Whether you are a beginner or professional photographer, there is always something new to learn about the art of photography. From camera angles to shutter speed and lighting, there are many concepts to find out and what better place than in a workshop or course that is all about the camera? Choose the right photography class for your wants and needs by following these suggestions.
Decide on Your Goals
Before committing to a class, take time to think about what you want to get out of the local photography class. For example, if your goal is to learn more about multiple exposures then write this down in a list along with other things you desire to improve. While one person may want to focus more on how the camera works, someone else may want to know how to take better photos.
Along with setting your educational goals, also decide how much time you can give to the class. Many courses span several weeks, and each session can be a few hours. They also may be on weeknights to accommodate job schedules. Alternatively, you may want a one-day experience that provides an overview of a specific topic, such as tips for selecting a new lens.
Also, take an honest look at what you can afford. Some top photographers have taken courses that are by donation and even free workshops. You can contact local art centers and tap into reputable community resources that can refer you to a local photography course to build up or strengthen your skills behind the lens.
Research Photography Courses
Now that you’ve laid out what you would like to develop and the course format you prefer, it’s time to research a workshop that suits your needs. This is preferable to blindly choosing one, which could position you in a first class that isn’t at all what you envision and only puts you in a bad mood. Know what to expect by thumbing through the course syllabus online or in paper form. A reputable provider, whether it is a beginner course, more advanced, or somewhere in-between, will have this information publicly available to you.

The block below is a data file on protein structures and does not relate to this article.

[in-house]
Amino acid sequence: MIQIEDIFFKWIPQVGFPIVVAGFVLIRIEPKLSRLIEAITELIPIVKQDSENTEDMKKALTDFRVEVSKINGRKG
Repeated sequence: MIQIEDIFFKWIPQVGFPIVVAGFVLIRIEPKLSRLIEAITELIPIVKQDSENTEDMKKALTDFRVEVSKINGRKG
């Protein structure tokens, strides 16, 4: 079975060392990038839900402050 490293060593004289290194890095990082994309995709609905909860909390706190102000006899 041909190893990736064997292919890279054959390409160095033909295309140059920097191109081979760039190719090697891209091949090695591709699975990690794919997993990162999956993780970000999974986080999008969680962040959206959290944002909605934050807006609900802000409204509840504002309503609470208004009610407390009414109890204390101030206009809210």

As you read the course highlights, look for areas of interest, such as wedding portraits, or for more general topics of interest to you. If you see two classes on different skill levels that both sound fun, choose the one that seems more basic as it will provide you with the foundation you need to then progress to the next level with the other course of interest. Always make sure you have the basics before moving onto more complex concepts.
Come Prepared to Class
For the photography sessions, you will typically have to bring specific gear, depending on the type of lesson. This would differ between a casual one-day course and a 20-hour intensive program, for example. The instructor will usually let you know what type of equipment you need; it could be that a DSLR is ideal or that a basic single-use camera is more appropriate.
Taking the right photography class for you provides you with the maximum opportunity to grow in your skills behind the lens. Look at course guidelines and decide if they fit what you’re looking for education-wise and then go for it – and I hope you enjoy the shots that come out of it in your photo journey!